Humans have always dreamt of a time when we escape the bounds of our neighborhood and into outer space.
NASA just announced that their unmanned probe Voyager 1 is now in interstitial space, meaning it no longer is within the limits of our Solar System. We, as a human race, have now begun to physically explore the far reaches of space.
Voyager 1 was launched on September 5, 1977, to explore Jupiter and Saturn. It then headed further out into space, where it will continue to operate until 2025.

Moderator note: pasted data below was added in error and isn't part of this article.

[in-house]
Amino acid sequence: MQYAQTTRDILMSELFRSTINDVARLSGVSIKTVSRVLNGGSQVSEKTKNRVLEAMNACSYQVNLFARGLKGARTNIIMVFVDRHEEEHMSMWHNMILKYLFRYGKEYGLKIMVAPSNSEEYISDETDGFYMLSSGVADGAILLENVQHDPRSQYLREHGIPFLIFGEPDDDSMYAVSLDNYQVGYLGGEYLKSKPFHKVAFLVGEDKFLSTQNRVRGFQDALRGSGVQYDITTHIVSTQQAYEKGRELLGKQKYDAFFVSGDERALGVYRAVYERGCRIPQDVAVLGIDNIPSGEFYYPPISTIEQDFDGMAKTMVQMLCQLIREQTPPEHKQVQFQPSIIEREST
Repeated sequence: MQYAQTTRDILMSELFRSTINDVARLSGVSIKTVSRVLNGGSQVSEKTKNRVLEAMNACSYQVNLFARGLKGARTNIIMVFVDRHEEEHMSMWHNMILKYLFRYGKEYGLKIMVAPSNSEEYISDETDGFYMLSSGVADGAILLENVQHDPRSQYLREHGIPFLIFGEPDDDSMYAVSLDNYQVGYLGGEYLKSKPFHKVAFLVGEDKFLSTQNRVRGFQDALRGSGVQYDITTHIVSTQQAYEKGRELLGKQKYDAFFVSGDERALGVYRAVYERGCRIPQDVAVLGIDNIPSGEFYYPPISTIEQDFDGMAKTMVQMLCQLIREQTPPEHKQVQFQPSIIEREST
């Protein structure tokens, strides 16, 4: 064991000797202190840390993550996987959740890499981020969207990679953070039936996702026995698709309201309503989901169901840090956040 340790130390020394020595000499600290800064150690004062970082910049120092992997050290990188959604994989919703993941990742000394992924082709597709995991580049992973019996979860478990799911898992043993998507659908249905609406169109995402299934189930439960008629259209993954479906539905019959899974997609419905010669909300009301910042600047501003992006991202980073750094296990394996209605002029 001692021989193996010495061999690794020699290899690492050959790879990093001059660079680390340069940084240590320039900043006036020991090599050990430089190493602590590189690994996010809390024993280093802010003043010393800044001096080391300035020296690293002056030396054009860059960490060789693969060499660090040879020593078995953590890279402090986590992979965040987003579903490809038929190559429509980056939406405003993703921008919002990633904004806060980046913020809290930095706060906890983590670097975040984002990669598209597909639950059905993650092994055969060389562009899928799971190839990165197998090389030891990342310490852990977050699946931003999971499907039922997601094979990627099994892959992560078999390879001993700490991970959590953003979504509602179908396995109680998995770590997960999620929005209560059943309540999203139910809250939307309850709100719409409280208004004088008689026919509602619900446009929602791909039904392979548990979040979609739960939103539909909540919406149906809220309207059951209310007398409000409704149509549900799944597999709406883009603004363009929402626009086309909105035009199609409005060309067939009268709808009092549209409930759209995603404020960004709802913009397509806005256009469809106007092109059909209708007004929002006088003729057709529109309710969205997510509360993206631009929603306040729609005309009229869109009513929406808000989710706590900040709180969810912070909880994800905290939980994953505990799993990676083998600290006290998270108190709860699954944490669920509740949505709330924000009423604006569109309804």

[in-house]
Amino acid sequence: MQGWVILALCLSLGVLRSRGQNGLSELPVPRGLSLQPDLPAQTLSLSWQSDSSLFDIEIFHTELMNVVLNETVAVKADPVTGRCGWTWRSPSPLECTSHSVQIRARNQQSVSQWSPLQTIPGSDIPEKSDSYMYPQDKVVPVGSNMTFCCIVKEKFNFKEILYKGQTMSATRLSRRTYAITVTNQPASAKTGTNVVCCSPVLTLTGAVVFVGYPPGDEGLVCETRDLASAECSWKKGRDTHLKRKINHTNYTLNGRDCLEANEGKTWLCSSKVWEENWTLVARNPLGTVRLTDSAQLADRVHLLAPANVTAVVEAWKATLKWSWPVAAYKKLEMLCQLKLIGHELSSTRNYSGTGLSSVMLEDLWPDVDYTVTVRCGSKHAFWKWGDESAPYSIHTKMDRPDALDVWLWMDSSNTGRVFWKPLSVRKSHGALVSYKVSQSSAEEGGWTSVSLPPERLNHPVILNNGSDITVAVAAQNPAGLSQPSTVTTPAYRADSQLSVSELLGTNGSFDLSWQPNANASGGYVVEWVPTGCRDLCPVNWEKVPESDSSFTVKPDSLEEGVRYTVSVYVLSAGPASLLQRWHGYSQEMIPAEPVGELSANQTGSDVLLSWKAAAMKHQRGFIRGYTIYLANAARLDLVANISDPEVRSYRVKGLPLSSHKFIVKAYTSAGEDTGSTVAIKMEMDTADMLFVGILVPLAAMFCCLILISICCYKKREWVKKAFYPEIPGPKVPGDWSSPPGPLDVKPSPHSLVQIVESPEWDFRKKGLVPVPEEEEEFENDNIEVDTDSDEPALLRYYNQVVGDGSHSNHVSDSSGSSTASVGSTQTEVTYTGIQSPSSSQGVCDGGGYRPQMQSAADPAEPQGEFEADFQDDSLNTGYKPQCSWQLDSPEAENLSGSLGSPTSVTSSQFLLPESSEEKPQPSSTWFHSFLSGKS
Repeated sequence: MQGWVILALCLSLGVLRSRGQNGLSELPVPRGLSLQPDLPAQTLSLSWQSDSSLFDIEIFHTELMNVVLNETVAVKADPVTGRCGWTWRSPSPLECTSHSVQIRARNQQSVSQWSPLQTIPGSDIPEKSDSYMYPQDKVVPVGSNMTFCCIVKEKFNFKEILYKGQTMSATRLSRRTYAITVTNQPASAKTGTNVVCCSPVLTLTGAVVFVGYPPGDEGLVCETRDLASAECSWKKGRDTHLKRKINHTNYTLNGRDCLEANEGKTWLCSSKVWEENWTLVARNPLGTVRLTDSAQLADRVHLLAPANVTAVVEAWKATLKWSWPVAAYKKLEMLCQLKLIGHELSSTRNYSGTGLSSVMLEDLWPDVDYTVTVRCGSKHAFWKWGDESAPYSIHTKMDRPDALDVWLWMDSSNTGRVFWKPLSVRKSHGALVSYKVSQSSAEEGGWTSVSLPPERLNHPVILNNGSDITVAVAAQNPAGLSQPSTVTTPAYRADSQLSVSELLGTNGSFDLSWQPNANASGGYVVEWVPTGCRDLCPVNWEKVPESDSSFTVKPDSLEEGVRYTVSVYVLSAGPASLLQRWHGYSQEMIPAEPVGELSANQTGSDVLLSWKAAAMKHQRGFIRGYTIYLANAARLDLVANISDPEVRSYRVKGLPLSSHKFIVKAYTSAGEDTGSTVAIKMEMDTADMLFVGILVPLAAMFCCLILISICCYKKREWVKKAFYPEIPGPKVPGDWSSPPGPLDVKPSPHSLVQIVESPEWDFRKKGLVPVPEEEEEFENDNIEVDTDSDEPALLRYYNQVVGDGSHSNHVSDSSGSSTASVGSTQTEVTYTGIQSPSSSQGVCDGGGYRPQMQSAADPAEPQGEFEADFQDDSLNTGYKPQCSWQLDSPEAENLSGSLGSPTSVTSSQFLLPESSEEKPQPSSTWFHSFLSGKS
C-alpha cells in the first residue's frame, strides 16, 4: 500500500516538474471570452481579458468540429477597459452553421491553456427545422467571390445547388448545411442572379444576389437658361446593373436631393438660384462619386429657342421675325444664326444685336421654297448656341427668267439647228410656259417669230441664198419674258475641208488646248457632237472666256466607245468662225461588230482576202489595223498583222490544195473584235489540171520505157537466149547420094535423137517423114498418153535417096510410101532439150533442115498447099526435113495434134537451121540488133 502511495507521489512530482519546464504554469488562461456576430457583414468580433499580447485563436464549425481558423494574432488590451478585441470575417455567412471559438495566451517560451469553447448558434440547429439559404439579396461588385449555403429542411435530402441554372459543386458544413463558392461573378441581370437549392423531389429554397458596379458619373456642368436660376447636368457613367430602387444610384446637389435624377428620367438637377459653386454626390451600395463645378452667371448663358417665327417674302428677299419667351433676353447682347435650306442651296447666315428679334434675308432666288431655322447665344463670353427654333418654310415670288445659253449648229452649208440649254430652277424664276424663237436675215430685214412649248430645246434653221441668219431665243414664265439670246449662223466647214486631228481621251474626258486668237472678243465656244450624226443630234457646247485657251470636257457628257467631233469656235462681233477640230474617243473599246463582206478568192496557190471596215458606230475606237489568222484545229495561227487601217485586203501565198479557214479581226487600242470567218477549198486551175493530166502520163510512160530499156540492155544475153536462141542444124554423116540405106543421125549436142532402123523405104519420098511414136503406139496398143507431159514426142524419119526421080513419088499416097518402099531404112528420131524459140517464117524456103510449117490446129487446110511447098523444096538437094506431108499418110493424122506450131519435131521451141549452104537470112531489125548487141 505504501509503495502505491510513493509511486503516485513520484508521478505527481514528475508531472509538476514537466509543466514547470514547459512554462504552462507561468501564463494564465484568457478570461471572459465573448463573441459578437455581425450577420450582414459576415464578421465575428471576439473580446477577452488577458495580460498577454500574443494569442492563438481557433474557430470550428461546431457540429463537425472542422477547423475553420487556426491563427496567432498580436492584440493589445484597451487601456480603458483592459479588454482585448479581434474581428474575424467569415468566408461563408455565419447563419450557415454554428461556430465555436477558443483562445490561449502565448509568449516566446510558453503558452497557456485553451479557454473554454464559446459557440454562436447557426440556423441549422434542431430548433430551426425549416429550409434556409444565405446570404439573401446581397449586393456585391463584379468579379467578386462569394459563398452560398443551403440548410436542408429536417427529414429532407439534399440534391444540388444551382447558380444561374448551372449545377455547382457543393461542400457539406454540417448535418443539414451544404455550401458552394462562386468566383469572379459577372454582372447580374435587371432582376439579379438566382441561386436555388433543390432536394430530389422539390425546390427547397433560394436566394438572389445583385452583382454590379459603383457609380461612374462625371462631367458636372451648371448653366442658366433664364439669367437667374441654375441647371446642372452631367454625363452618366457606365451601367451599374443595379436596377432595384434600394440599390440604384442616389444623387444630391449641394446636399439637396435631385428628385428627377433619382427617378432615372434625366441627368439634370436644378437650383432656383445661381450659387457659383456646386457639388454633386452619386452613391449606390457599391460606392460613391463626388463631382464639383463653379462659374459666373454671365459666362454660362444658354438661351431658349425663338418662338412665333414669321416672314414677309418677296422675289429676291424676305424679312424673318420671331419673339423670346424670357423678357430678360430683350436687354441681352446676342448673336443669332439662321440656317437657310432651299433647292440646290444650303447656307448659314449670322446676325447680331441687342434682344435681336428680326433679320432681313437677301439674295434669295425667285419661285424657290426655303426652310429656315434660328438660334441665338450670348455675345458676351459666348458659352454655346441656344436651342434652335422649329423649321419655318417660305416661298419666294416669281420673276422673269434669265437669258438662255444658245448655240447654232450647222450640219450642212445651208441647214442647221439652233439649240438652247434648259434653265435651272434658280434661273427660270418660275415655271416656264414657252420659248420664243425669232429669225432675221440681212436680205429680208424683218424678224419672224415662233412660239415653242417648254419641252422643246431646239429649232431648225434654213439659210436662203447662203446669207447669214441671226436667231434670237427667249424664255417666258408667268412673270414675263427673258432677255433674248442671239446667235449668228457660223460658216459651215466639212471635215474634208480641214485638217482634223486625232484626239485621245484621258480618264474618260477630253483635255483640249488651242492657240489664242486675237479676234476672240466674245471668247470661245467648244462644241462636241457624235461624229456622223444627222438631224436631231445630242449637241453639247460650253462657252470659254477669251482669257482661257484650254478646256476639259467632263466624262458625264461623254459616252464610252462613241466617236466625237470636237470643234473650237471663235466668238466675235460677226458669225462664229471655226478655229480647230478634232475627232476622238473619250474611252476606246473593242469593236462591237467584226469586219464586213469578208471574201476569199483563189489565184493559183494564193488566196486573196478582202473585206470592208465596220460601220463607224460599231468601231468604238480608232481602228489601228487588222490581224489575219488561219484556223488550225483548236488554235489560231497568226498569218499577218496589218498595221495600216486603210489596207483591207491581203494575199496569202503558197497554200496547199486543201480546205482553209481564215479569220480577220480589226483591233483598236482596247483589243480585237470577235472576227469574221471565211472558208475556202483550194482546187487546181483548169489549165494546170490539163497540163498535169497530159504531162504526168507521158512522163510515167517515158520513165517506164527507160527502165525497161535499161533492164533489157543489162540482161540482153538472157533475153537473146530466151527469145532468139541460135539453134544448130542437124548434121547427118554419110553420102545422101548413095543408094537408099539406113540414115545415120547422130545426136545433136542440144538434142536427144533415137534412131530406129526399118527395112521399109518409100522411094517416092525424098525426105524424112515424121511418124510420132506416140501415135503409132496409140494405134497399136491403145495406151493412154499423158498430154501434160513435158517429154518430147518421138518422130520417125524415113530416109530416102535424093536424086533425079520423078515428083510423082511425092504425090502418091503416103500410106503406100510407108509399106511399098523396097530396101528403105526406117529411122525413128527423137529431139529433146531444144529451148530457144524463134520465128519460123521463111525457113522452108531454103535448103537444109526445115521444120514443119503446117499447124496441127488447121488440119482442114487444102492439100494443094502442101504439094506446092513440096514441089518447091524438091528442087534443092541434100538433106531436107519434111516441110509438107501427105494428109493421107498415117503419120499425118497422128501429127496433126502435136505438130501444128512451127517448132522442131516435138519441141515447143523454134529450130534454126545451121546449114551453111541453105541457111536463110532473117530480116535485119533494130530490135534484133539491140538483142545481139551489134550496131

Currently traveling at 11 miles per second, the spacecraft contains a small, gold-plated disc that contains audio recordings of life on Earth, as well as directions for any other life form about life on earth.
Far space exploration is still taking place, even after the well-publicized end of manned space flight. Newer missions include the 2006 launch of New Horizons, which is on course to visit Pluto and Charon by 2015. Launched when Pluto was still categorized as a planet, this will be the first time that Pluto will be seen up close.
Space exploration is an important component in the advancement of our species, and these steps show progress in that direction.